In accord with my plan to add some moderate intensity workouts to my schedule, I set out to do 6 x 1Km intervals along a gently undulating circular 1Km path through Clifton Wood, yesterday. My goal was a notional 5K pace – since I haven’t run a 5K race for over 40 years, it had to be a guess, and I settled on 4:25/Km.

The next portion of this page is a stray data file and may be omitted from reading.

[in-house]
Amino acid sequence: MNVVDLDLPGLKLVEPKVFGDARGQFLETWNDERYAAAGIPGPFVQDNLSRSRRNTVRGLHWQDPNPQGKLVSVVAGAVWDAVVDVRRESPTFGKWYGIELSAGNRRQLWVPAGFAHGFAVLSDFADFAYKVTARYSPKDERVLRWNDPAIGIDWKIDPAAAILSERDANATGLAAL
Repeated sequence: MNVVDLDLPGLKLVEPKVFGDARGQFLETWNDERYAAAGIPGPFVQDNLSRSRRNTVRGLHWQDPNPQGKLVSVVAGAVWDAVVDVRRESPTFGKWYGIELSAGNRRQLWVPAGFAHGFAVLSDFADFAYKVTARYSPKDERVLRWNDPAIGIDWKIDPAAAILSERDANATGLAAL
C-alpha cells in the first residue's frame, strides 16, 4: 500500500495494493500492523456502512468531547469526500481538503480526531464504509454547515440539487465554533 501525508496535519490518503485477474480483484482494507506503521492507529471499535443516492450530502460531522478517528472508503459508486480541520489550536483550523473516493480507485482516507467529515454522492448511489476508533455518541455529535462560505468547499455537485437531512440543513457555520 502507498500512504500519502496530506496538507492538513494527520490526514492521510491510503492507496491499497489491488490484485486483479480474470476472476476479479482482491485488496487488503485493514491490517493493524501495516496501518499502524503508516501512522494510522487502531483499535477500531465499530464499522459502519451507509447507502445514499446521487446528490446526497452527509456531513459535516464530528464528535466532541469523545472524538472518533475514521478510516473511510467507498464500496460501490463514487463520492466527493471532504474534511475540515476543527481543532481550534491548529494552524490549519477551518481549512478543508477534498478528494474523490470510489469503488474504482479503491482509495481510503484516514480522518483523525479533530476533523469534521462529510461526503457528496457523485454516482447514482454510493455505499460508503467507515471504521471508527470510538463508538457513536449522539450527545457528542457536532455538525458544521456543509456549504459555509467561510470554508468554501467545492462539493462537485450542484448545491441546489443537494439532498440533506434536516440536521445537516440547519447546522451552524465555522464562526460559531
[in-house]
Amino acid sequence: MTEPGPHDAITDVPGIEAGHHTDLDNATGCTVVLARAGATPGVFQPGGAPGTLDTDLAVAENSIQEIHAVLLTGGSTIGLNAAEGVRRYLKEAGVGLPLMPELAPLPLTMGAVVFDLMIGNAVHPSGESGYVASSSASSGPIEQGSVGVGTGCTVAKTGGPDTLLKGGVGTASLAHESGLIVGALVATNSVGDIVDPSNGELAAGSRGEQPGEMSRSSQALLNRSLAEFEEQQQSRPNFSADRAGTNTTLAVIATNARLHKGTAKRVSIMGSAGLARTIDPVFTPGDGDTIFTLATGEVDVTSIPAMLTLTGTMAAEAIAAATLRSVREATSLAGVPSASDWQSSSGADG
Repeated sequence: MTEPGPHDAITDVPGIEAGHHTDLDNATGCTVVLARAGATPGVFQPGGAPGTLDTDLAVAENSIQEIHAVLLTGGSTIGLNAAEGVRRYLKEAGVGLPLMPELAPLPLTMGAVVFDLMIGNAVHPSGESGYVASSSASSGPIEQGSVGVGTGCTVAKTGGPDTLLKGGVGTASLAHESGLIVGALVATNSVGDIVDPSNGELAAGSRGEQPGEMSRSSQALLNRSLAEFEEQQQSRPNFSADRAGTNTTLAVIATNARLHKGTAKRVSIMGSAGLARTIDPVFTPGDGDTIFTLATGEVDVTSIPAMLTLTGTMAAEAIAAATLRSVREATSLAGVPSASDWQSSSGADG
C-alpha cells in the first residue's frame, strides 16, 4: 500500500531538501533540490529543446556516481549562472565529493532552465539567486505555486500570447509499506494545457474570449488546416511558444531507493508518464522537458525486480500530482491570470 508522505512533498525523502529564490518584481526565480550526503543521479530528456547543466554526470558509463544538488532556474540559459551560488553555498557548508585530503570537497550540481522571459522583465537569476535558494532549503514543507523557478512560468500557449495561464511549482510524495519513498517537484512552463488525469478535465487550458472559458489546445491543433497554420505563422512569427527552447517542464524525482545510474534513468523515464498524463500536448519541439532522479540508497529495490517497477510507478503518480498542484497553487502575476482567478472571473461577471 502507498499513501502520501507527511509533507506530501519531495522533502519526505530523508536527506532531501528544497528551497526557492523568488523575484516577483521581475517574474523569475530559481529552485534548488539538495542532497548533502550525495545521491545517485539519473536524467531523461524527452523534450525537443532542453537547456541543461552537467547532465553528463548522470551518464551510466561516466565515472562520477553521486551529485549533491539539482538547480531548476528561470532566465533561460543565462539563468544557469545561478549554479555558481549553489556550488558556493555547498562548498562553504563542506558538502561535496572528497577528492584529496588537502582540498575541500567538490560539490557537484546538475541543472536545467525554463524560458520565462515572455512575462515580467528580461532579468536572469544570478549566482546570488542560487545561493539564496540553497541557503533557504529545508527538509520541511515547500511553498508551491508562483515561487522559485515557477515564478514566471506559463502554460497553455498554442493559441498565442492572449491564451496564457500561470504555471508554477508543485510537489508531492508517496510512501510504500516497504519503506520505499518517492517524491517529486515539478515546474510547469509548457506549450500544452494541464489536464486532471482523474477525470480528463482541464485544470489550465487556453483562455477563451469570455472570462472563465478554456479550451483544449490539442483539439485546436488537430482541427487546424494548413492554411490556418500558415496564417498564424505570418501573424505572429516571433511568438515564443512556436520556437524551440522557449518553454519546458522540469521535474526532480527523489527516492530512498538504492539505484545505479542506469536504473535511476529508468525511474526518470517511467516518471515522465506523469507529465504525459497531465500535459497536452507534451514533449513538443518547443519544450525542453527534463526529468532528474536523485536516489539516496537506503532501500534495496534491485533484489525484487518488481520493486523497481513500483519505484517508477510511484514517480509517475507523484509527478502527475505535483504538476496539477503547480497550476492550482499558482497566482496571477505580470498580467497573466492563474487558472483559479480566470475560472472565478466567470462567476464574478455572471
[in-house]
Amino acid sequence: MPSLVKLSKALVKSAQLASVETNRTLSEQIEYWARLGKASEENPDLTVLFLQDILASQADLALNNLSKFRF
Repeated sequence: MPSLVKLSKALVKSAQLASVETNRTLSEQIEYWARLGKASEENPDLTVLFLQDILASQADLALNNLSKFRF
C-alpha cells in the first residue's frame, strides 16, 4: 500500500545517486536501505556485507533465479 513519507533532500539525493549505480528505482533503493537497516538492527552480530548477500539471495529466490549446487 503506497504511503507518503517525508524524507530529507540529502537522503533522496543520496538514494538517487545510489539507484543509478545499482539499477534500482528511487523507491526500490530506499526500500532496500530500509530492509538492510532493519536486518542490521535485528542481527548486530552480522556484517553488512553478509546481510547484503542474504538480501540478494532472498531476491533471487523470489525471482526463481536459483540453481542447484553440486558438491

We have had very little rain this week, and the path was in fairly good condition apart from one shoe-sucking patch of bog near a fallen beech tree. At the end of the warm-up my legs still felt heavy following last week’s Hard Rock Challenge, and I really struggled to build up speed. My time for the first 1Km was 4:37 but mean heart rate was only 127 (about 80% of my maximum HR) so I was confident that once my legs were thoroughly limbered up I could step-up the pace a bit. In the second repetition, I cut the time to 4:13 and increased mean HR to 139. I covered the remaining 4 repetitions in 4:16; 4:22; 4:23; and 4:14 with mean HR 140 or 141 for each – though due to lower HR at the beginning of each repetition, the steady state HR in the second half of each repetition was around 145 which is 91 % of my maximum and almost certainly into my anaerobic zone. Overall, I felt quite pleased, and for similar sessions in the near future, I will set my nominal 5K pace at 4:20 /Km.